Know Your Chemical Cleaners
Cleaning carts can be a source of coughing, wheezing, headaches or dizziness for healthcare workers. Breathing respiratory irritants in cleaning, sterilizing and disinfecting products make you sensitive to them. Cleaning products can burn skin and eyes.
It would be difficult to remove grease, stains, mineral crusting or biological contamination without cleaning products. Chemicals wash dishes, strip or buff floors, disinfect furniture and sterilize instruments.
What is heavy, has no handles, possibly sags in the middle, and must be lifted and carried frequently? Oh, and it’s an extremely valuable item, not to mention fragile. It can be severely damaged if it is handled incorrectly or, heaven forbid, dropped.
Quiet: Hospital Zone
Healthcare facilities can be noisy places. The noisiest include food service, the laboratory, engineering, offices, nursing units and the heliport.
Noise in a healthcare facility not only disturbs patients but can be a work hazard. Loud noise damages a person’s hearing and causes a stress reaction that can impair worker health and safety.
In workplace safety, noise is any unwanted sound. It is created by sound waves, which are rapid vibrations in the air.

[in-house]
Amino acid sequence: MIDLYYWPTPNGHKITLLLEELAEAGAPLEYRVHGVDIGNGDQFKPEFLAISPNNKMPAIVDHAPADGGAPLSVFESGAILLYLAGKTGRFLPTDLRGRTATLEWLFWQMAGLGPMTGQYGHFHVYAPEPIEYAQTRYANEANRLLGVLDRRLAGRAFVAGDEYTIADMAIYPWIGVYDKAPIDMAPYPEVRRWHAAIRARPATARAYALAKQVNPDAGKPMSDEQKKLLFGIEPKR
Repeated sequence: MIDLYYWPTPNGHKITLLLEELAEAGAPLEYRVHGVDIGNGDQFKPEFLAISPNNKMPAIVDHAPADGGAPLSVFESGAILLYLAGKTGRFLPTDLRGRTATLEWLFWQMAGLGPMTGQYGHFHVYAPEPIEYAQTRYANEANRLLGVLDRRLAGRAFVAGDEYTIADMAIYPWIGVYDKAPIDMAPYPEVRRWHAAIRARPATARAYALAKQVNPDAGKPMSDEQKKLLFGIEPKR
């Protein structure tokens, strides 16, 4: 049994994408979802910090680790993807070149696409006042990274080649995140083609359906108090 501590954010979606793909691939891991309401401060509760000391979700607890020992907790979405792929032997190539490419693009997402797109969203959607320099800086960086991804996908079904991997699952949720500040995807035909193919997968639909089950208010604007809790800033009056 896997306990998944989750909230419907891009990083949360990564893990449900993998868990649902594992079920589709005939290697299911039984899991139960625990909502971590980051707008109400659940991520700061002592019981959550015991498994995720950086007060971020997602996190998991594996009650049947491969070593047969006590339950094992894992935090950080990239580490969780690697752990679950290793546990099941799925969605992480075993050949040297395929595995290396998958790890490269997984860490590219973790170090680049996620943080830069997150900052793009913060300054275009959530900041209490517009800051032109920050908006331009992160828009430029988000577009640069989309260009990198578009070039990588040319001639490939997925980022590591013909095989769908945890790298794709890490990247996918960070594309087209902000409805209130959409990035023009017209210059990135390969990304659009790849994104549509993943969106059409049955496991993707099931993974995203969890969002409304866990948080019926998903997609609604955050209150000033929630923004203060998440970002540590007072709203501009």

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Make Your Feet Go the Distance in Healthcare
When your feet hurt, you hurt all over. As a healthcare worker who stands for long hours, you know what that means.
There are many jobs in healthcare where standing for long hours is required. Although standing in and of itself is not harmful, doing so for long hours, even as few as four hours at a time on a regular basis, has been shown to potentially cause a number of health problems, including not just sore feet, but also swelling of the legs, varicose veins, general muscle fatigue and soreness, back pain and neck stiffness.
Bloodborne Pathogens: The Final Rule Safety Video
As the title implies, this is an extremely comprehensive program relating to Bloodborne Pathogens. This program covers all aspects of an EXPOSURE CONTROL PLAN, information relating to BBP diseases, including Hepatitis B, C, and HIV, as well as modes of transmission, PPE and acceptable work practices, emergency procedures, and recordkeeping requirements. Dr. Jeffery Kahn, Liver Transplant Surgeon from the University of Southern California discusses the different types of viruses and Bloodborne Pathogens in general. Excellent program for both medical and industrial applications.